There used to be licensing problems with SSH, which is why zMUD never had it. Those issues seem to be gone these days (as long as you don't use the IDEA algorithm), so now it's feasible to add support directly into CMUD. But I'm only including SSH in the CMUD-Pro version so that people who don't want/need SSH don't need to pay for it.
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Zugg
MASTER


Joined: 25 Sep 2000
Posts: 23377
Location: Colorado, USA

PostPosted: Wed Jun 27, 2007 8:54 pm   
 
I made some good progress on this today. It looks like the main (default) differences between Telnet and SSH are:
  • Telnet: Input from command line always terminates in CR/LF. SSH: Input from command line terminates with just LF.
  • Telnet: sends CR NUL when it wants just a carriage return. SSH: Just sends the CR without the NUL character

Those are the main differences that seem to effect the terminal emulation. Using the SSH opcode IGNCR (ignore CR) I can get it to ignore the CR in the CR/LF from the command line, but this only works at the shell level. When you run something like the "vi" editor, then vi takes the CR/LF directly and causes double-spacing. So, I am filtering the CR/LF within CMUD itself and changing it to just send LF when in SSH mode.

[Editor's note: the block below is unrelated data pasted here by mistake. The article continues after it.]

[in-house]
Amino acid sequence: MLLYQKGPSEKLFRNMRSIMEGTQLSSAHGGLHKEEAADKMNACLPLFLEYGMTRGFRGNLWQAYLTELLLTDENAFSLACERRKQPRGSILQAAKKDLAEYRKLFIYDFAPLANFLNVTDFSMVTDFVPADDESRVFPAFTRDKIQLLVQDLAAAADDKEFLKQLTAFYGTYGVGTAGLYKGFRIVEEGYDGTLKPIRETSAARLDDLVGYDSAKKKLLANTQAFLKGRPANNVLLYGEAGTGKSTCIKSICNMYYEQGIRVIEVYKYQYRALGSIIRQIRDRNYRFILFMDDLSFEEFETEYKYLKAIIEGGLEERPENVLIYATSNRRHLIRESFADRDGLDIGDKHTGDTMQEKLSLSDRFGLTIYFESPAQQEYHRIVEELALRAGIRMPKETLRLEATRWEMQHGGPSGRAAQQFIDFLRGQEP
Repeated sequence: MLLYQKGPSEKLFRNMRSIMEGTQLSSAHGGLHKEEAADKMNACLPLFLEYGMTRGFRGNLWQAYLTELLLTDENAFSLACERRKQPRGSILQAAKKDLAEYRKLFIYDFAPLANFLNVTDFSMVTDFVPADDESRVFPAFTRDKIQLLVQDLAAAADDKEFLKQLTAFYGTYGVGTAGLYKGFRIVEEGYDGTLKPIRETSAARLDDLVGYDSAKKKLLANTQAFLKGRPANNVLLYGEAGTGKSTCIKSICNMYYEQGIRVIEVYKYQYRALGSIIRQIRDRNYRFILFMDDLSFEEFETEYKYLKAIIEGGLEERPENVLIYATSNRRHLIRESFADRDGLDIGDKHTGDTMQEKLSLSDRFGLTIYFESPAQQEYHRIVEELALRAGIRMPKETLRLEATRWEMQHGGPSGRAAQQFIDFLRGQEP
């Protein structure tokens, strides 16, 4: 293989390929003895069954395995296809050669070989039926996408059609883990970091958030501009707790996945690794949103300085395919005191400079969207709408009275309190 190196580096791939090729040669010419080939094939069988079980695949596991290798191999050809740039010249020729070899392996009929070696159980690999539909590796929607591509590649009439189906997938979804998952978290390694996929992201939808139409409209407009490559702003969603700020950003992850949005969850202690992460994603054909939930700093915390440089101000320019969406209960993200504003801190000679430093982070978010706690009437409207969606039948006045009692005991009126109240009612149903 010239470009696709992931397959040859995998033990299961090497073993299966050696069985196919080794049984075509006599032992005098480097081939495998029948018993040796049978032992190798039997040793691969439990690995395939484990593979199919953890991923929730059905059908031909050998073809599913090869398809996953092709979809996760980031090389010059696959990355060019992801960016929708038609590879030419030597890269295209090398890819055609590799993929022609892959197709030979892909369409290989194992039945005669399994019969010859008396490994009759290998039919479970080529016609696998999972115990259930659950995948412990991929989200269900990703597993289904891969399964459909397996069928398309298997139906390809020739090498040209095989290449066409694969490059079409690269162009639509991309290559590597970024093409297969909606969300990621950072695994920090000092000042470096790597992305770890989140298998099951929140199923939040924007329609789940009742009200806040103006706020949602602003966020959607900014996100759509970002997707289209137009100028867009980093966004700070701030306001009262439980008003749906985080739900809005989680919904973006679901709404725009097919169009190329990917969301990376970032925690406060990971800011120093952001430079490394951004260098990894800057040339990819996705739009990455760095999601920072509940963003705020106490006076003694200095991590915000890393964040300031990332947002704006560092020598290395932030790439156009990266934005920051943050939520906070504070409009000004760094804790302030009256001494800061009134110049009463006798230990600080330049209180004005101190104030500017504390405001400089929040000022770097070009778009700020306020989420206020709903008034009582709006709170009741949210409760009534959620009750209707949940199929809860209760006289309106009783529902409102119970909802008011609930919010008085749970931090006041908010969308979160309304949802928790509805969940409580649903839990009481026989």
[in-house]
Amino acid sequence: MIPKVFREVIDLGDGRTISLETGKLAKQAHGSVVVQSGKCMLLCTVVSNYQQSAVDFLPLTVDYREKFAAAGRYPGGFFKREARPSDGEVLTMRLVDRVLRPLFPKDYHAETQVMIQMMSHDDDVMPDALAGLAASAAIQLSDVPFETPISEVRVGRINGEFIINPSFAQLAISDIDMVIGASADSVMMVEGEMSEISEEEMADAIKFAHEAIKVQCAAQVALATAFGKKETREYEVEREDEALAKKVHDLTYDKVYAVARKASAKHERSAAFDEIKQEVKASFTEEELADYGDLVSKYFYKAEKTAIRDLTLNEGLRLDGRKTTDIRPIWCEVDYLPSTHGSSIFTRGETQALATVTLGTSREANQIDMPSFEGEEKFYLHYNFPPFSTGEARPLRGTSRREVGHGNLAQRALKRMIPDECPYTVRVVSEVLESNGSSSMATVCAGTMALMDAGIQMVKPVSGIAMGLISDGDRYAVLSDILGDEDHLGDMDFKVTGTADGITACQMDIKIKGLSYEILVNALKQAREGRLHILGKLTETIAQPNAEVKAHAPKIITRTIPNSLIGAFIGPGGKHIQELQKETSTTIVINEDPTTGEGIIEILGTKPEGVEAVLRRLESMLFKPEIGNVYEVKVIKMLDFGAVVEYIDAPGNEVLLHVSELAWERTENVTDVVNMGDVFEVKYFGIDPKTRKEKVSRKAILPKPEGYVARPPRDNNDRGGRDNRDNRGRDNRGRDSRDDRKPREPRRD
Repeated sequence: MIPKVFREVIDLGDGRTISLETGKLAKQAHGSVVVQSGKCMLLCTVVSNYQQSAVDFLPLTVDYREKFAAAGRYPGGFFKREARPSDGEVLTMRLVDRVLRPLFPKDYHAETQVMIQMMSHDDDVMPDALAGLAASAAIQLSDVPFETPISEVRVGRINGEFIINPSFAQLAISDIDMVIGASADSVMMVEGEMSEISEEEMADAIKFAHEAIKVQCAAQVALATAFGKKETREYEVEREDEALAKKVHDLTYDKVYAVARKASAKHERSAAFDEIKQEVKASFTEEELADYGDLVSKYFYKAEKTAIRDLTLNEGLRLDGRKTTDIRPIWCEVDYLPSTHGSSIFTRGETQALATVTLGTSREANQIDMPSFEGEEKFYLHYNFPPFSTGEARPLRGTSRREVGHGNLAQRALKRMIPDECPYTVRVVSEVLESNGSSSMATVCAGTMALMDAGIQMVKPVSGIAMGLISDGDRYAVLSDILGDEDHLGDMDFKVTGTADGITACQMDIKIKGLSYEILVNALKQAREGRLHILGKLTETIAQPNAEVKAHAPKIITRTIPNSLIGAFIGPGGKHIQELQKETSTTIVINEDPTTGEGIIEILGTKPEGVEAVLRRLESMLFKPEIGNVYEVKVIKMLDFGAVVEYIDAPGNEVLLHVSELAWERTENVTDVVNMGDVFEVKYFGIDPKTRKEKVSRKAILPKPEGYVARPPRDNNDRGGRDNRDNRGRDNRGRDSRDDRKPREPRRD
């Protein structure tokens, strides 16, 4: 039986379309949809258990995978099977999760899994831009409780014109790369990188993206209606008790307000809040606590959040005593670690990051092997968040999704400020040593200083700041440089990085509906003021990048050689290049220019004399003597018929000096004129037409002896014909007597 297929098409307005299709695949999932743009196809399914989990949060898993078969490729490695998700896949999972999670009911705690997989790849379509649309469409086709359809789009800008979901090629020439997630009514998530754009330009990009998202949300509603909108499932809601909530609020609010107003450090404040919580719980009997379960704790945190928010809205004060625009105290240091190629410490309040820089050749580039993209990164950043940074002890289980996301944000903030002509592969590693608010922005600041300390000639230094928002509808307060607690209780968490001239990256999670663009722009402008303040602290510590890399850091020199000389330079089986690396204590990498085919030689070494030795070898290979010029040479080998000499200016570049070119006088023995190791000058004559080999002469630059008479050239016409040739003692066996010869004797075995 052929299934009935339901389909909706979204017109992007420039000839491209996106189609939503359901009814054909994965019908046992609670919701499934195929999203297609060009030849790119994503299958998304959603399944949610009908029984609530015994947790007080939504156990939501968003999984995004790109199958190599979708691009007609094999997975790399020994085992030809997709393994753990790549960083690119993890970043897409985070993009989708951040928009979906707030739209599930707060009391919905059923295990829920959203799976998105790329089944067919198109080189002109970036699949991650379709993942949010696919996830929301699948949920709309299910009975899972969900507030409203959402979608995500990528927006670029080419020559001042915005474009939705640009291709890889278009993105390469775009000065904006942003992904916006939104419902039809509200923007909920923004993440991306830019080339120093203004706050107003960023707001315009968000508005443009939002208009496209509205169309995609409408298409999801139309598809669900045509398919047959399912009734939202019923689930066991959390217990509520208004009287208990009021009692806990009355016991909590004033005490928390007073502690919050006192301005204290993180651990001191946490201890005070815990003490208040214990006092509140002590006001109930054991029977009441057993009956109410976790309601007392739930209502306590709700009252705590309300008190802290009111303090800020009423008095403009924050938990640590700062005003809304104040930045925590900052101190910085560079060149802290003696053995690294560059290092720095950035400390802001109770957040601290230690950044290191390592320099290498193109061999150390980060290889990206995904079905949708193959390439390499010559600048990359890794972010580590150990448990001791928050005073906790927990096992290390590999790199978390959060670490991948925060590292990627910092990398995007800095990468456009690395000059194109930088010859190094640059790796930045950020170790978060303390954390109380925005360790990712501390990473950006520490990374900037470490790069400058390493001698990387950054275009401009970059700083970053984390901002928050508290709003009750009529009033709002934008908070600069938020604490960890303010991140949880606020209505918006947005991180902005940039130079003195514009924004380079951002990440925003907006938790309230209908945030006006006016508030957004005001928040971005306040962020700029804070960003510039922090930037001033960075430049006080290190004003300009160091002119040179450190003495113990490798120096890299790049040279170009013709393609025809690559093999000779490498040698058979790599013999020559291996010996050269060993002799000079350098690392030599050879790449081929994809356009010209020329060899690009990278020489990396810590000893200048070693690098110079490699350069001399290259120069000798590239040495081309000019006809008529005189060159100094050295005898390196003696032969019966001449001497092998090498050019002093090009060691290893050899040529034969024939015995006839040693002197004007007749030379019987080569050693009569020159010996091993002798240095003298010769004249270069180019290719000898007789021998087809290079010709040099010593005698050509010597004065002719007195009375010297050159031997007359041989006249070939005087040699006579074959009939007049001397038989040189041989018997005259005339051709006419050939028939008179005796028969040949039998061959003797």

The difference with the CR NUL on data sent from the server is a bit trickier. That's in the VT100 emulation code within CMUD. This code also handles those cases where the MUD only sends a LF, or only a CR, or sends LF/CR instead of CR/LF. It was easy to recognize CR NUL as a plain CR character, but with the SSH not sending the NUL character, it's going to take some careful work to handle this.

Except for that last detail, the SSH in CMUD seems to be working well with the SSHBlackBox components. So I'm going ahead and purchasing these components and will then start adding all of the options and preferences to control the SSH connection. The first version of CMUD-Pro probably won't have any port forwarding in it (although the BlackBox components *do* support this). I'll want to let people play with the basic SSH implementation before I start adding anything really fancy like forwarding or command tunnels.